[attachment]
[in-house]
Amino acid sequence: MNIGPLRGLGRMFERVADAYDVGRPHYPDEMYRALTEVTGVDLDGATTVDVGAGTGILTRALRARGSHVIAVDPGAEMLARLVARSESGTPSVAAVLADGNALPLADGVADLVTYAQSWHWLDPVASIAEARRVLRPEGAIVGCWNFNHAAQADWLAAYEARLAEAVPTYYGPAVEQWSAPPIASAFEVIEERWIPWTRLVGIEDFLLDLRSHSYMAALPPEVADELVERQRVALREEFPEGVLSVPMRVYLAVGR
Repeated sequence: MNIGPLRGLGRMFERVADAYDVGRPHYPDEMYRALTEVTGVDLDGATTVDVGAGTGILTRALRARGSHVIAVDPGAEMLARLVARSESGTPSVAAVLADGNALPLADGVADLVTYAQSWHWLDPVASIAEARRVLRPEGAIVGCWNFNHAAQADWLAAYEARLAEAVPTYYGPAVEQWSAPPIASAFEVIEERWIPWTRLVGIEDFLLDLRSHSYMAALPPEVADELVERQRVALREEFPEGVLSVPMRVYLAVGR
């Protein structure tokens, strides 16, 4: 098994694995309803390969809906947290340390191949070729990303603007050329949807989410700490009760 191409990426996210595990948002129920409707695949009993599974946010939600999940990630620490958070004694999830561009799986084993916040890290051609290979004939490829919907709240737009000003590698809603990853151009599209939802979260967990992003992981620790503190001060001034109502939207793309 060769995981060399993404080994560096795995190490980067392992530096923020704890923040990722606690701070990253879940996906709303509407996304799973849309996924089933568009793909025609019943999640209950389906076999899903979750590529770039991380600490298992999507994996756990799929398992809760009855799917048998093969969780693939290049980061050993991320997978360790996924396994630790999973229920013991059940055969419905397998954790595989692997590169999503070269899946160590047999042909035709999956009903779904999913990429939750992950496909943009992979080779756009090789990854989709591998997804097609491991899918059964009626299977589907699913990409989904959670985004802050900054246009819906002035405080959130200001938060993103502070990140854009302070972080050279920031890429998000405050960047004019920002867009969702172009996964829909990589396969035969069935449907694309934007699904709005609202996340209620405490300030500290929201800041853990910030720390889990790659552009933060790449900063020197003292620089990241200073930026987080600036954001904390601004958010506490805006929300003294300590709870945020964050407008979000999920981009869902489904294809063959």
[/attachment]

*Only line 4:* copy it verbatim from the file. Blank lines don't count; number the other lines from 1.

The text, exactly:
């Protein structure tokens, strides 16, 4: 098994694995309803390969809906947290340390191949070729990303603007050329949807989410700490009760 191409990426996210595990948002129920409707695949009993599974946010939600999940990630620490958070004694999830561009799986084993916040890290051609290979004939490829919907709240737009000003590698809603990853151009599209939802979260967990992003992981620790503190001060001034109502939207793309 060769995981060399993404080994560096795995190490980067392992530096923020704890923040990722606690701070990253879940996906709303509407996304799973849309996924089933568009793909025609019943999640209950389906076999899903979750590529770039991380600490298992999507994996756990799929398992809760009855799917048998093969969780693939290049980061050993991320997978360790996924396994630790999973229920013991059940055969419905397998954790595989692997590169999503070269899946160590047999042909035709999956009903779904999913990429939750992950496909943009992979080779756009090789990854989709591998997804097609491991899918059964009626299977589907699913990409989904959670985004802050900054246009819906002035405080959130200001938060993103502070990140854009302070972080050279920031890429998000405050960047004019920002867009969702172009996964829909990589396969035969069935449907694309934007699904709005609202996340209620405490300030500290929201800041853990910030720390889990790659552009933060790449900063020197003292620089990241200073930026987080600036954001904390601004958010506490805006929300003294300590709870945020964050407008979000999920981009869902489904294809063959």